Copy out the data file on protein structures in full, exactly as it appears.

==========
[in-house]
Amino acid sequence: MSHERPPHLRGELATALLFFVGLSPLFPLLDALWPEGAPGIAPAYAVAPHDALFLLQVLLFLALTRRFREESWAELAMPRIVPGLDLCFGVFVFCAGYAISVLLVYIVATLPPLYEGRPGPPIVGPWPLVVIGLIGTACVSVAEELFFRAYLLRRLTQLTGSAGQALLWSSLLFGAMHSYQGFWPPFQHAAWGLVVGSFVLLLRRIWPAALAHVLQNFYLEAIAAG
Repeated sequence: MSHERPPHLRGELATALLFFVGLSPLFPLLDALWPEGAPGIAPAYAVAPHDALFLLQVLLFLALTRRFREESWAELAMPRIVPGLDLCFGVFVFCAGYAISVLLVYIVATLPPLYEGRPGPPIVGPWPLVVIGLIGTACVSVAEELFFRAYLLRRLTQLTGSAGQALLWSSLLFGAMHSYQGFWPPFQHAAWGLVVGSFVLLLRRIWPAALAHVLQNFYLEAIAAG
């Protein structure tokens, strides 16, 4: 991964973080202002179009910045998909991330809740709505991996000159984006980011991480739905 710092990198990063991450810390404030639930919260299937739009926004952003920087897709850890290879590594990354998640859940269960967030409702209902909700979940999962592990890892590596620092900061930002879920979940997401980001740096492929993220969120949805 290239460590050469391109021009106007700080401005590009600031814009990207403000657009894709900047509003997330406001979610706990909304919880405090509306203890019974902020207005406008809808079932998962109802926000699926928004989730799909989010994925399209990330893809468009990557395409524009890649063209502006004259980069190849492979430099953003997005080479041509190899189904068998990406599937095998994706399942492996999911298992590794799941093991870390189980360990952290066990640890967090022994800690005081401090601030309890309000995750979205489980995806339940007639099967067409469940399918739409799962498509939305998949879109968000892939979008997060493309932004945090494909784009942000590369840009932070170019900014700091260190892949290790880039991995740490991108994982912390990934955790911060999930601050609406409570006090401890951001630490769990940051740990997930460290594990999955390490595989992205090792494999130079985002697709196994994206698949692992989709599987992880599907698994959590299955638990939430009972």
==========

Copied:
[in-house]
Amino acid sequence: MSHERPPHLRGELATALLFFVGLSPLFPLLDALWPEGAPGIAPAYAVAPHDALFLLQVLLFLALTRRFREESWAELAMPRIVPGLDLCFGVFVFCAGYAISVLLVYIVATLPPLYEGRPGPPIVGPWPLVVIGLIGTACVSVAEELFFRAYLLRRLTQLTGSAGQALLWSSLLFGAMHSYQGFWPPFQHAAWGLVVGSFVLLLRRIWPAALAHVLQNFYLEAIAAG
Repeated sequence: MSHERPPHLRGELATALLFFVGLSPLFPLLDALWPEGAPGIAPAYAVAPHDALFLLQVLLFLALTRRFREESWAELAMPRIVPGLDLCFGVFVFCAGYAISVLLVYIVATLPPLYEGRPGPPIVGPWPLVVIGLIGTACVSVAEELFFRAYLLRRLTQLTGSAGQALLWSSLLFGAMHSYQGFWPPFQHAAWGLVVGSFVLLLRRIWPAALAHVLQNFYLEAIAAG
């Protein structure tokens, strides 16, 4: 991964973080202002179009910045998909991330809740709505991996000159984006980011991480739905 710092990198990063991450810390404030639930919260299937739009926004952003920087897709850890290879590594990354998640859940269960967030409702209902909700979940999962592990890892590596620092900061930002879920979940997401980001740096492929993220969120949805 290239460590050469391109021009106007700080401005590009600031814009990207403000657009894709900047509003997330406001979610706990909304919880405090509306203890019974902020207005406008809808079932998962109802926000699926928004989730799909989010994925399209990330893809468009990557395409524009890649063209502006004259980069190849492979430099953003997005080479041509190899189904068998990406599937095998994706399942492996999911298992590794799941093991870390189980360990952290066990640890967090022994800690005081401090601030309890309000995750979205489980995806339940007639099967067409469940399918739409799962498509939305998949879109968000892939979008997060493309932004945090494909784009942000590369840009932070170019900014700091260190892949290790880039991995740490991108994982912390990934955790911060999930601050609406409570006090401890951001630490769990940051740990997930460290594990999955390490595989992205090792494999130079985002697709196994994206698949692992989709599987992880599907698994959590299955638990939430009972």